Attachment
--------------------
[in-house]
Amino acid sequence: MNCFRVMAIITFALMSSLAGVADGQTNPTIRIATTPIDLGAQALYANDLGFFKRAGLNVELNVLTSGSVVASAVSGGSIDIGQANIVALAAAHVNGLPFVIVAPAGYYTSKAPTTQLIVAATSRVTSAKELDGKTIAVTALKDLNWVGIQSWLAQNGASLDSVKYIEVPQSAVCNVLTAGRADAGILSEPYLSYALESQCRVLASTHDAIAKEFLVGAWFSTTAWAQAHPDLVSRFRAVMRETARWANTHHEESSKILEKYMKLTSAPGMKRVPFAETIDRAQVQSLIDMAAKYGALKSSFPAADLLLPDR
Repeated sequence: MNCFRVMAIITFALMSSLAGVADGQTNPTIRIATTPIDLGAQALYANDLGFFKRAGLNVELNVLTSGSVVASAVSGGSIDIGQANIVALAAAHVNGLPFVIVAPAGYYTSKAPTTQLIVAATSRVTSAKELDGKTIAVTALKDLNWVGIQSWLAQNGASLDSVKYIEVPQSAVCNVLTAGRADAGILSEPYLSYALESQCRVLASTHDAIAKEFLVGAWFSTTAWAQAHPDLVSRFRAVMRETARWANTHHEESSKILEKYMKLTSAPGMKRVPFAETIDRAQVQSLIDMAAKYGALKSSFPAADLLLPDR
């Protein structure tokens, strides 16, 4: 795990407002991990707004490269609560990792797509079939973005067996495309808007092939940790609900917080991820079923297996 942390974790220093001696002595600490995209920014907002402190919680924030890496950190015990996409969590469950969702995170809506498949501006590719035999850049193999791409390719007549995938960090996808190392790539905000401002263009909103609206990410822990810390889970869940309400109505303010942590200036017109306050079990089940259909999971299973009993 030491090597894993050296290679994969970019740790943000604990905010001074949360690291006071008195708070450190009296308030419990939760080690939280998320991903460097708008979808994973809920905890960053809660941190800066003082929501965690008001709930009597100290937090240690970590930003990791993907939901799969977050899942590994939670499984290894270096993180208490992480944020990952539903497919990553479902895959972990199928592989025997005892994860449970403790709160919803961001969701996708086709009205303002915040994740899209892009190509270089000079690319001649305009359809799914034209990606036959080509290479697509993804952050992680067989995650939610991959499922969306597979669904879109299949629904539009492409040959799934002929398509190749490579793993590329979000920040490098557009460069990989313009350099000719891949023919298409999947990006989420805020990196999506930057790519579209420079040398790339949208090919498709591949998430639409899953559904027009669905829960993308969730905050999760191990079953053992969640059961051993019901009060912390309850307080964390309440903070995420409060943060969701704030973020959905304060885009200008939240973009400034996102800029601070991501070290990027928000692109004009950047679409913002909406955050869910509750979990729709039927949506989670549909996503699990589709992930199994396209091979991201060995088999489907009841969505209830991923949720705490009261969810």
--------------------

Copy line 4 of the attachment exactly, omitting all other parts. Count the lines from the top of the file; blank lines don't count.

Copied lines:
């Protein structure tokens, strides 16, 4: 795990407002991990707004490269609560990792797509079939973005067996495309808007092939940790609900917080991820079923297996 942390974790220093001696002595600490995209920014907002402190919680924030890496950190015990996409969590469950969702995170809506498949501006590719035999850049193999791409390719007549995938960090996808190392790539905000401002263009909103609206990410822990810390889970869940309400109505303010942590200036017109306050079990089940259909999971299973009993 030491090597894993050296290679994969970019740790943000604990905010001074949360690291006071008195708070450190009296308030419990939760080690939280998320991903460097708008979808994973809920905890960053809660941190800066003082929501965690008001709930009597100290937090240690970590930003990791993907939901799969977050899942590994939670499984290894270096993180208490992480944020990952539903497919990553479902895959972990199928592989025997005892994860449970403790709160919803961001969701996708086709009205303002915040994740899209892009190509270089000079690319001649305009359809799914034209990606036959080509290479697509993804952050992680067989995650939610991959499922969306597979669904879109299949629904539009492409040959799934002929398509190749490579793993590329979000920040490098557009460069990989313009350099000719891949023919298409999947990006989420805020990196999506930057790519579209420079040398790339949208090919498709591949998430639409899953559904027009669905829960993308969730905050999760191990079953053992969640059961051993019901009060912390309850307080964390309440903070995420409060943060969701704030973020959905304060885009200008939240973009400034996102800029601070991501070290990027928000692109004009950047679409913002909406955050869910509750979990729709039927949506989670549909996503699990589709992930199994396209091979991201060995088999489907009841969505209830991923949720705490009261969810």